For example, ‘My favourite movie is James Bond because it is good’.
In this sentence the adjective ‘good’ doesn’t tell us anything about why the speaker likes the film. It’s too simple. Exciting or thrilling would be more expressive.
For example, ‘My favourite movie is James Bond because the story is good and the acting is good’.
Here the speaker is using simple vocabulary repetitively and so his/her band score will be low.
For example, ‘I believe the government must do more to support industrial sector‘.
Industrial sector is a good noun phrase but the writer hasn’t got the grammar of the phrase correct. This phrase requires the definite article ‘the’ at the head of the phrase – ‘the industrial sector‘. An error like this reflects negatively on lexical resource and grammatical accuracy.
To be successful in the IELTS test you need a wide range of vocabulary. In the speaking test you need the vocabulary to talk about your interests, opinions and life as well as more academic vocabulary for part 3 to talk in depth about whatever topics you are asked about. In writing, you may need vocabulary for dealing with statistics or processes and for whatever the topic of the academic task 2 essay is. Reading requires more academic and topic specific vocabulary and listening requires a range of less formal vocabulary for part 1 and 2 and more specific and academic vocabulary towards the end in part 3 and 4.
You should try and learn new vocabulary from a range of sources. All of the following places are excellent sources
- Magazines/ websites about things you are interested in.
- Newspapers are full of excellent vocabulary on a wide range of topics.
- Podcasts/radio shows are great because you can hear how words are used in context.
- IELTS practice tests. Where better to learn vocabulary for the test than on the test? When you finish doing timed practice tests, go back over texts and try and learn some of the important new vocabulary.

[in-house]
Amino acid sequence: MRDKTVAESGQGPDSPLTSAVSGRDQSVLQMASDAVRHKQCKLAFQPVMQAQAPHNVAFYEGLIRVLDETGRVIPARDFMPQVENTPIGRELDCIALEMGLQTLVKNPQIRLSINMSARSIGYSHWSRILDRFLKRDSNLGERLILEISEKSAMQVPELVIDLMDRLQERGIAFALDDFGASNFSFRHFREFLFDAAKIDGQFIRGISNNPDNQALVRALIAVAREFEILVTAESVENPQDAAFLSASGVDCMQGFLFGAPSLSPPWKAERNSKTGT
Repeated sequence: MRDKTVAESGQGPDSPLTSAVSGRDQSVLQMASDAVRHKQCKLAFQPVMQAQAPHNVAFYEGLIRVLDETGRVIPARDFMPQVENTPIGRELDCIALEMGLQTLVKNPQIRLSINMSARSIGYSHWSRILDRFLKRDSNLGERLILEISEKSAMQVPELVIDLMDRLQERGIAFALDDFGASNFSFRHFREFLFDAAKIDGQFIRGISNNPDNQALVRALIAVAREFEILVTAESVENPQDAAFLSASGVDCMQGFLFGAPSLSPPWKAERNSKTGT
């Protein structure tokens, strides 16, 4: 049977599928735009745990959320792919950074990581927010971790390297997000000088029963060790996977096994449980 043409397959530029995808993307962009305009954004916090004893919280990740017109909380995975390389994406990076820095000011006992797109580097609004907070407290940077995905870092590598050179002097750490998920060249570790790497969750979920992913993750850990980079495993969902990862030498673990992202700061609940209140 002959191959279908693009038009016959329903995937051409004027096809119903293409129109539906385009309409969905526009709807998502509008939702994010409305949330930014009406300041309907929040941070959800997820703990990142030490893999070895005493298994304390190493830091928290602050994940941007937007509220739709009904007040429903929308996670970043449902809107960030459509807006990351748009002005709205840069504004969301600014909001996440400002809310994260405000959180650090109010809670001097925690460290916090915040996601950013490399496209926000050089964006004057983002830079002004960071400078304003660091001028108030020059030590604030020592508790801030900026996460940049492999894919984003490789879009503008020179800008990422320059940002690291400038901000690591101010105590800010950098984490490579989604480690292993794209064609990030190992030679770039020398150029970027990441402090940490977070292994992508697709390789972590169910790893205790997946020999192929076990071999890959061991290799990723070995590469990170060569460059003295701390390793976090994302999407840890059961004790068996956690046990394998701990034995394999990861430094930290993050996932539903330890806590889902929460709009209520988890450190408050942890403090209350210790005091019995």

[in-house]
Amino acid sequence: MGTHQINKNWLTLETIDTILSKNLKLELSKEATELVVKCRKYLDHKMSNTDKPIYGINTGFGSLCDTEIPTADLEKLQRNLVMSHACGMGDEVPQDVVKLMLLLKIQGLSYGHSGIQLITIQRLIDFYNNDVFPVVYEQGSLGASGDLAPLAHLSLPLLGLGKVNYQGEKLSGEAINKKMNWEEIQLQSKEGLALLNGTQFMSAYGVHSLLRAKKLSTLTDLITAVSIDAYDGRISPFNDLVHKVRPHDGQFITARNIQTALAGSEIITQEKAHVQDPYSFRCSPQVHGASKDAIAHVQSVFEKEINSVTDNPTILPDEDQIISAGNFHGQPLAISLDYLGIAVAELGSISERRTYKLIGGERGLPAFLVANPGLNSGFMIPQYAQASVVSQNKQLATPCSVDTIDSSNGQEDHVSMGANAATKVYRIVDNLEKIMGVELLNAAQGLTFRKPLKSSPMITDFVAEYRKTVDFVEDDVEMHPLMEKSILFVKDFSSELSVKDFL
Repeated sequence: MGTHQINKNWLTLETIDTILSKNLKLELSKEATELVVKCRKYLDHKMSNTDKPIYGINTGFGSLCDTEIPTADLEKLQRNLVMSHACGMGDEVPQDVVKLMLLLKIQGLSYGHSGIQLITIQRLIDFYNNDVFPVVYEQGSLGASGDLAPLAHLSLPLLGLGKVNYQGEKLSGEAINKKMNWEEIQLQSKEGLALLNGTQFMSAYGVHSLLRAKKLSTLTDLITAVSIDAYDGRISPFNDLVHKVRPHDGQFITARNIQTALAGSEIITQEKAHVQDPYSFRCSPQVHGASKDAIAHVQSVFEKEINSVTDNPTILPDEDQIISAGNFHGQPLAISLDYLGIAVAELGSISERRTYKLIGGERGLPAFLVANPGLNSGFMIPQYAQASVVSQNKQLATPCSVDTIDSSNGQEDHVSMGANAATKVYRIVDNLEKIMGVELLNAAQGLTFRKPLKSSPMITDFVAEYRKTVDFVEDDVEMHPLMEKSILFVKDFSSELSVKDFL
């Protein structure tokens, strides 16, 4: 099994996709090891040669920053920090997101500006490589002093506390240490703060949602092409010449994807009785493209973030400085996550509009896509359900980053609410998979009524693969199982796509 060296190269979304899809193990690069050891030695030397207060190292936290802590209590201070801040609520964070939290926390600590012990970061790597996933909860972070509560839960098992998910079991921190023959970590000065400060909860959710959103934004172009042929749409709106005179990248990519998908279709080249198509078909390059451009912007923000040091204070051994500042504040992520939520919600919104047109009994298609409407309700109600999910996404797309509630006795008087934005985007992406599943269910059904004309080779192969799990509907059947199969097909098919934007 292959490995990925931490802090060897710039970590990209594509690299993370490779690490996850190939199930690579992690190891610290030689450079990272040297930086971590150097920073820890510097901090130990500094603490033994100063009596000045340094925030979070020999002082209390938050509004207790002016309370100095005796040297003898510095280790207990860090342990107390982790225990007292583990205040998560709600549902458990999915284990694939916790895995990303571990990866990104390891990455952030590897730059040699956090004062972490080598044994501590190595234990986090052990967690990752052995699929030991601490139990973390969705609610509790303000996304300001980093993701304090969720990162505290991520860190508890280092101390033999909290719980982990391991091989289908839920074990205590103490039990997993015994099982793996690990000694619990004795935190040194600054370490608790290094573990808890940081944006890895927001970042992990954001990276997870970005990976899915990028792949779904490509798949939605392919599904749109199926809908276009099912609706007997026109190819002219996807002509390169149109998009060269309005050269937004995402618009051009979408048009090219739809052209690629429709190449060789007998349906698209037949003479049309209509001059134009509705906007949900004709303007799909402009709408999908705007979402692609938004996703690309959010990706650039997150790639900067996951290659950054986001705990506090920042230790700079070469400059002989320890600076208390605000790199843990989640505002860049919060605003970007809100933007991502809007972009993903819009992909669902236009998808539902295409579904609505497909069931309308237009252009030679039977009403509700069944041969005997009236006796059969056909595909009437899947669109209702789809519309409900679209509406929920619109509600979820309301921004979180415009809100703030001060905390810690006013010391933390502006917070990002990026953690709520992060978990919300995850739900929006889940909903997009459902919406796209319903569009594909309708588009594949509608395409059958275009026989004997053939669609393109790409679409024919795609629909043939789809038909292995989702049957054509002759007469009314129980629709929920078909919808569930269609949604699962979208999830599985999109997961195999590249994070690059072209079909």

- Don’t try to learn too many new words at any one time. 10-15 words per week is a good target.
- Prioritize learning words that you think will be useful in the future. Don’t just learn any words in a text because some words you will be unlikely to use ever again.
- Make sure you understand the meaning of the new word or phrase. Check the word in a dictionary.
- Find examples of the word in context. Seeing how it is used by native speakers in a text will help you to fully understand the meaning and the grammar of it. Context and situation are very important, whenever you learn new words think about what contexts they could be used in.
- How formal/informal is each new word? Who could you use it with? Is there a more formal or more informal word you could use?
- Find out if the word has any synonyms (words with the same meaning). What are they? Knowing synonyms will make your speaking/writing more interesting and help you with listening and reading comprehension.
- Find out if the word has any antonyms (words with the opposite meaning). What are they? As with synonyms, knowing antonyms will make your speaking/writing more interesting and help you with listening and reading comprehension.
- Make sure you can spell new vocabulary correctly. Remember spelling lists at elementary school? Well, this is a great way to improve your spelling as an adult as well. Make a list of new words. Cover up the list and then try and write the words again. After, you can check your spelling. Do this frequently and your spelling will become accurate very quickly.
- Make sure you know what part of speech a new word is. Is it a noun, verb or adjective? Find the different forms of the word and when you can use them. Lots of students make mistakes with word families like this one – success, succeed, successful. Be careful with the form of the word.
- Is the word a verb? If so how does it change with tense? Is it regular or irregular? Can it be used in the continuous?
- Make sure your pronunciation of the word is accurate. In the dictionary check where the stress is in the word and how to pronounce the individual sounds in the word by checking the phonemic transcription. For this you will need to be familiar with English phonemic symbols. Click here to learn and practice English phonetics.
- Recycle and reuse new words. Some people try and learn 10 to 15 words a week. This is a great idea but you have to keep using the new words or you’ll lose them. Try to use new vocabulary as much as you can so you don’t forget it. Also make sure you reread your old vocabulary lists every now and again to remind you of words you’ve been working on.
- I like to write new words on cards and put them on the wall. You can group words on the wall by parts of speech or by topic. For me this really helps to remember them.
- Why not get a friend to test you on the spelling and meaning of new words? If your friend is good at English, they could also challenge you to use a new word in a sentence.